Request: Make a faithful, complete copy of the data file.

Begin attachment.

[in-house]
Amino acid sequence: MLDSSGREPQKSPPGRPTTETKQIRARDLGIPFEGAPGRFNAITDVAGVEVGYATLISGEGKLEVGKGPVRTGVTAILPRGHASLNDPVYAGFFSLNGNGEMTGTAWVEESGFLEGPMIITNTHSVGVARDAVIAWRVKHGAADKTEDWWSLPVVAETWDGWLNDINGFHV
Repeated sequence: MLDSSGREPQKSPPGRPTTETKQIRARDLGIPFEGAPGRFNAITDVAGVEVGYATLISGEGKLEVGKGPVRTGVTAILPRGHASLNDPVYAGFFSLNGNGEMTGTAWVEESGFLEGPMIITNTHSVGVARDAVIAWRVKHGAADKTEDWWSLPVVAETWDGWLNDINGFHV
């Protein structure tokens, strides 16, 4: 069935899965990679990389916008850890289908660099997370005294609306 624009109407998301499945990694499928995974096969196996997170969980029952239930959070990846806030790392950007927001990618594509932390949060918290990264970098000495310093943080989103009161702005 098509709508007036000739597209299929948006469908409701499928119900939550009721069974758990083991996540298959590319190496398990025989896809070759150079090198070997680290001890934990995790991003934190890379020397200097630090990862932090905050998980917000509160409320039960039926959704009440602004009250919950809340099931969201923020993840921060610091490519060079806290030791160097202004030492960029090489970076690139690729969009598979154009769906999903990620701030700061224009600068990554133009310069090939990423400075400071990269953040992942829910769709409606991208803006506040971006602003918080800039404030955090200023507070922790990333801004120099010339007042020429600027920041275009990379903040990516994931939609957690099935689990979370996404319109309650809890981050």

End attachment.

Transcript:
[in-house]
Amino acid sequence: MLDSSGREPQKSPPGRPTTETKQIRARDLGIPFEGAPGRFNAITDVAGVEVGYATLISGEGKLEVGKGPVRTGVTAILPRGHASLNDPVYAGFFSLNGNGEMTGTAWVEESGFLEGPMIITNTHSVGVARDAVIAWRVKHGAADKTEDWWSLPVVAETWDGWLNDINGFHV
Repeated sequence: MLDSSGREPQKSPPGRPTTETKQIRARDLGIPFEGAPGRFNAITDVAGVEVGYATLISGEGKLEVGKGPVRTGVTAILPRGHASLNDPVYAGFFSLNGNGEMTGTAWVEESGFLEGPMIITNTHSVGVARDAVIAWRVKHGAADKTEDWWSLPVVAETWDGWLNDINGFHV
């Protein structure tokens, strides 16, 4: 069935899965990679990389916008850890289908660099997370005294609306 624009109407998301499945990694499928995974096969196996997170969980029952239930959070990846806030790392950007927001990618594509932390949060918290990264970098000495310093943080989103009161702005 098509709508007036000739597209299929948006469908409701499928119900939550009721069974758990083991996540298959590319190496398990025989896809070759150079090198070997680290001890934990995790991003934190890379020397200097630090990862932090905050998980917000509160409320039960039926959704009440602004009250919950809340099931969201923020993840921060610091490519060079806290030791160097202004030492960029090489970076690139690729969009598979154009769906999903990620701030700061224009600068990554133009310069090939990423400075400071990269953040992942829910769709409606991208803006506040971006602003918080800039404030955090200023507070922790990333801004120099010339007042020429600027920041275009990379903040990516994931939609957690099935689990979370996404319109309650809890981050």